In the venture capital market, volume decreased by 64.73% to 88,514 shares, value by 71.1% to 0.46 million QR and transactions by 68% to 40.

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Saudi retailer BinDawood to create unit that will ‘capitalize on investment’ https://wagdyghoneim.com/saudi-retailer-bindawood-to-create-unit-that-will-capitalize-on-investment/ Sun, 16 Jan 2022 06:53:48 +0000 https://wagdyghoneim.com/saudi-retailer-bindawood-to-create-unit-that-will-capitalize-on-investment/

RIYADH: Ronaldo Mouchawar, MENA’s first internet man, may have sold the company he started for $580m, but he has the same drive he had when he joined his first startup 20 years ago.

The Syrian entrepreneur built the region’s largest online marketplace, Souq.com, in 2005 and 12 years later sold it to US tech giant Amazon.

But rather than sunbathe on the world’s most exclusive beaches, he stayed to become Vice President of Amazon MENA.

Souq now attracts over 45 million customers per month and offers 9.5 million products on its platform, ranging from consumer electronics, homewares, fashion brands to baby products. It employs 4,500 people.

Mouchawar’s career is closely linked to web development in the region.

Born in Aleppo, Syria, into a family of traders and engineers, Mouchawar was a basketball star for local team Jalaa SC Aleppo, before heading to Northeastern University of the United States in Boston at the late 1980s to study a bachelor’s degree and then a master’s degree in computer science. Science.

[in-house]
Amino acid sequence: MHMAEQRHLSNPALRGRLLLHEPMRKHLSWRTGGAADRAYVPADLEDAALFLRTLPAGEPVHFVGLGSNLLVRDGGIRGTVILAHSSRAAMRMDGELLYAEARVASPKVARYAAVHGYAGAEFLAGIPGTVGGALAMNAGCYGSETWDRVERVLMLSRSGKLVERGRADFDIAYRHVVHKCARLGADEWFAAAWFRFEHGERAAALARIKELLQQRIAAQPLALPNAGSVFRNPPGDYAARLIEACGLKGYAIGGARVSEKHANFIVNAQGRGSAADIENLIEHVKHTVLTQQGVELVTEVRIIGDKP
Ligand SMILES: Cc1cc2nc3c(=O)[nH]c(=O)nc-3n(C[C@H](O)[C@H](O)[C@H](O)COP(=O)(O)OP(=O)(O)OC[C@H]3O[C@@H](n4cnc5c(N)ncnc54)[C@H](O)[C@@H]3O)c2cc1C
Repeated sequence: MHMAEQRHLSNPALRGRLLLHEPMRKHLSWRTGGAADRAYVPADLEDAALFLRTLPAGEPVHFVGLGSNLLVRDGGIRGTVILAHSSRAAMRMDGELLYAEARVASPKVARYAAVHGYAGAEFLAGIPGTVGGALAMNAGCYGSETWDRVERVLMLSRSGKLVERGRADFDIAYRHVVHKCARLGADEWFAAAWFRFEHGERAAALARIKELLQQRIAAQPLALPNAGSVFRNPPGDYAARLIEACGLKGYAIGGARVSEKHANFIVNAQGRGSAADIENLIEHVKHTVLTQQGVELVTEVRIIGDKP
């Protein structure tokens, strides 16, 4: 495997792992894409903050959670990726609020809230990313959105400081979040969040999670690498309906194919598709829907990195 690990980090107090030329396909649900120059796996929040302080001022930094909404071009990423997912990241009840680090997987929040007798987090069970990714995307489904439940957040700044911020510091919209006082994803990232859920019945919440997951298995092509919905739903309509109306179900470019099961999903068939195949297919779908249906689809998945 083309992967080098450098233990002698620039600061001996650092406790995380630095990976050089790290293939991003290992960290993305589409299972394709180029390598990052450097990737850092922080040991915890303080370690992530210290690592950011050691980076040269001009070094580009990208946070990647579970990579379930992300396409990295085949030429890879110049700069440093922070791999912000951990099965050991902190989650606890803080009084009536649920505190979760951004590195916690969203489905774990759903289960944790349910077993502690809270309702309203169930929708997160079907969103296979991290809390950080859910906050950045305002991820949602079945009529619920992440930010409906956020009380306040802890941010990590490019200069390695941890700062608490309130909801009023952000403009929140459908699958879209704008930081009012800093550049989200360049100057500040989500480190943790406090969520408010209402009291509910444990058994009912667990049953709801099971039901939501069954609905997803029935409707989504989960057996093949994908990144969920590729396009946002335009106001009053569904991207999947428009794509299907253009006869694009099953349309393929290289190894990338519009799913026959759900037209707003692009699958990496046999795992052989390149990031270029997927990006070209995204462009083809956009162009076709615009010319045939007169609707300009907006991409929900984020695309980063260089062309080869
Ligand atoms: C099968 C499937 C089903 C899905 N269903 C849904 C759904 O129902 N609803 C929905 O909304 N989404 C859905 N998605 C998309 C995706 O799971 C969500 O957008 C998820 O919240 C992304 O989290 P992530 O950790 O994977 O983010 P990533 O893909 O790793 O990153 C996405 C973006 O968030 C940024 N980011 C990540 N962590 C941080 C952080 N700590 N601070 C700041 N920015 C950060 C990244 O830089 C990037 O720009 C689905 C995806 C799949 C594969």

He remained in the United States, working at the information technology company EDS, founded by billionaire Ross Perot, who unsuccessfully ran for US President in 1992. Mouchawar has been busy with the business dealing in the emerging field of image processing and video digitization for automotive manufacturers. , health organizations and publishing houses.

As the web grew rapidly in the United States in the early 2000s, Mouchawar returned to the Middle East, where digital businesses were an emerging business.

He joined Jordan-based Maktoob.com, whose founders Samih Toukan and Hussam Khoury pioneered online services in the Middle East. At that time, not much on the Internet was in Arabic.

“Samih and Hussam built the first Arabic version of email,” Mouchawar told Arab News. “And many Arabic speakers around the world started using this tool because it allowed you to write in Arabic wherever you are and whatever operating system you were using. Maktoob also provided a chat room in Arabic and instant messaging.

“We immediately saw traction with young people. It was about self-expression, as we weren’t producing our own content – ​​it was entirely user-generated.

“We were receiving energizing emails from customers who were using our platform to communicate, post blogs and create forums.”

But while Maktoob grew in popularity, its earnings were low. “We wanted to monetize our portals as traffic increased,” Mouchawar said.

“And we thought creating an e-commerce section would make a lot of sense.”

Mouchawar led the effort to create Maktoob’s online shopping platform, offering an auction system modeled on eBay.